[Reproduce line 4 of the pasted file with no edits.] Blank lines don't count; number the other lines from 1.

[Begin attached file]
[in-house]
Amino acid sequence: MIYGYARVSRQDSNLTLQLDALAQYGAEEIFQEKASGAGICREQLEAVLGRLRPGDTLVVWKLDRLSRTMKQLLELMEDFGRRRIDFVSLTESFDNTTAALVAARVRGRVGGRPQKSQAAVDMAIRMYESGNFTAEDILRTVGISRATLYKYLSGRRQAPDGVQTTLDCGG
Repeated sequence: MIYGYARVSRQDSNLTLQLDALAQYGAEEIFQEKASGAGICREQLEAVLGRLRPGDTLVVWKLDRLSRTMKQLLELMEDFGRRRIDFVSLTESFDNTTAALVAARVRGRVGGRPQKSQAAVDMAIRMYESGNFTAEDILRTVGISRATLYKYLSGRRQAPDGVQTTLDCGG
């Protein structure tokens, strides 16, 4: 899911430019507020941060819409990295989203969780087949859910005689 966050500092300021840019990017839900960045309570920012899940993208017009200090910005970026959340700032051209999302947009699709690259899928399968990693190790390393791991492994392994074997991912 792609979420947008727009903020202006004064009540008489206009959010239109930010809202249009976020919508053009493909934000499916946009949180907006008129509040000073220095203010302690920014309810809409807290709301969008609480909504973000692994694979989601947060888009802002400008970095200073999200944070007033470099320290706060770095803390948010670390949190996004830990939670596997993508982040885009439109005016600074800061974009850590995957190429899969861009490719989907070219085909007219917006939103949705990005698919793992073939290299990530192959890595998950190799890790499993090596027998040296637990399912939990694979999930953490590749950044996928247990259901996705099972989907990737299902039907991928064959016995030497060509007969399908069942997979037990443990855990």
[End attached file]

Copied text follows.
């Protein structure tokens, strides 16, 4: 899911430019507020941060819409990295989203969780087949859910005689 966050500092300021840019990017839900960045309570920012899940993208017009200090910005970026959340700032051209999302947009699709690259899928399968990693190790390393791991492994392994074997991912 792609979420947008727009903020202006004064009540008489206009959010239109930010809202249009976020919508053009493909934000499916946009949180907006008129509040000073220095203010302690920014309810809409807290709301969008609480909504973000692994694979989601947060888009802002400008970095200073999200944070007033470099320290706060770095803390948010670390949190996004830990939670596997993508982040885009439109005016600074800061974009850590995957190429899969861009490719989907070219085909007219917006939103949705990005698919793992073939290299990530192959890595998950190799890790499993090596027998040296637990399912939990694979999930953490590749950044996928247990259901996705099972989907990737299902039907991928064959016995030497060509007969399908069942997979037990443990855990």